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Four Dollar Gold Coins - Gold Stella


Four Dollar Gold Coins: Gold Stella (1879 - 1880)

These pattern coins (pattern gold coins) were first suggested by John A. Kasson, then U.S. envoy ex ordinary and minister plenipotentiary to Austria-Hungary. It was through the efforts W.W. Hubbell, who patented the alloy goloid (used in making another pattern piece, goloid metric dollar), that we have these beautiful and interesting gold coins.

The four-dollar Stella-so called because of the five-pointed star on the reverse was envisioned by Kasson as America's answer to various foreign gold coins popi in the international market. The British sovereign, Italy's 20 lire, and the 20 pesetas Spain were three such coins: each smaller than a U.S. five-dollar gold coins, they were used widely in international trade.

The Stella was one of many proposals made to Congress for an international tra coin, and one of only several that made it to pattern-coin form (others include t 1868 five-dollar piece (five dollar gold coins) and 1874 Bickford ten-dollar piece).

Odds were stacked against the Stella from the start. The denomination of fc U.S. dollars didn't match any of the coin's European counterparts, and at any rate t U.S. double eagle (twenty-dollar coin)-already used in international commerce was a more convenient medium of exchange. The Stella was never minted in quan ties for circulation. Those dated 1879 were struck for congressmen to examine. The 1880 gold coins were secretly made by Mint officials for sale to private collectors.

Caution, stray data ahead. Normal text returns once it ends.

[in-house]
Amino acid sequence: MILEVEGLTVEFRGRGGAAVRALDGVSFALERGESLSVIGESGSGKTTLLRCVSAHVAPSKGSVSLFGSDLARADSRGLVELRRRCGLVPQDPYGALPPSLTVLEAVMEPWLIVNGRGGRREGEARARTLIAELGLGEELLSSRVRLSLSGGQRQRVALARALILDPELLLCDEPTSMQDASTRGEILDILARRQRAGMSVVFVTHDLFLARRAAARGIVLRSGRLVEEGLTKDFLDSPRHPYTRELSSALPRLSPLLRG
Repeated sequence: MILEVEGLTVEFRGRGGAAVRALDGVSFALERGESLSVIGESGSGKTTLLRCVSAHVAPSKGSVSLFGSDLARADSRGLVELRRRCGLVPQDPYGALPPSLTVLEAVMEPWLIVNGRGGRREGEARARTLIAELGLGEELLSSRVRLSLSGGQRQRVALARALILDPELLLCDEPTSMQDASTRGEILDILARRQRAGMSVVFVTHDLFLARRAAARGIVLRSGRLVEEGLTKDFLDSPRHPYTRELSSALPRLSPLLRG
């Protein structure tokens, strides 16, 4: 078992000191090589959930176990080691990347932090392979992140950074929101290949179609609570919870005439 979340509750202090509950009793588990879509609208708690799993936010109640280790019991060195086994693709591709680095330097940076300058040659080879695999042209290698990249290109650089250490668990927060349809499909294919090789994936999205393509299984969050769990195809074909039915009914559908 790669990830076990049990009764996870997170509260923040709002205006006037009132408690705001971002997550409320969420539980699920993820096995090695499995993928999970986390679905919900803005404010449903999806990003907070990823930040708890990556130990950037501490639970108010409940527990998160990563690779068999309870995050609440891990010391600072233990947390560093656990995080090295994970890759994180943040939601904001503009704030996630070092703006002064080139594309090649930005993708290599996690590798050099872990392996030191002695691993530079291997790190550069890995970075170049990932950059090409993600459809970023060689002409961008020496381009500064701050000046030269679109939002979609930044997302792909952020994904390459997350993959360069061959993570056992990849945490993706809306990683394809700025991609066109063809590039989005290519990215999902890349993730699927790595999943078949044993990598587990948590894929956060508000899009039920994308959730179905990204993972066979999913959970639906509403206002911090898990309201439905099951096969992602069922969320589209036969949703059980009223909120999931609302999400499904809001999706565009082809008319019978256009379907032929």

There are two distinct types in both years of issue. Charles E. Barber designed the Flowing Hair type, and George T. Morgan the Coiled Hair. They were struck as pattern in gold, aluminum, copper, and white metal. (Only those struck in gold are listed here.) It is likely that of the 1879-dated Flowing Hair Stellas, about 15 were struck in 1879, and the rest in 1880.

Precise mintage numbers are unknown. The estimates given below are based on surviving pieces, certified population reports, and auction records.

Some of the finest Stella Gold Coins specimens are housed in the National Numismat Collection in the Smithsonian Institution. Others are in private collections, and the auction block from time to time.



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Four Dollar Gold Coins - Gold Stella - Gold Coins

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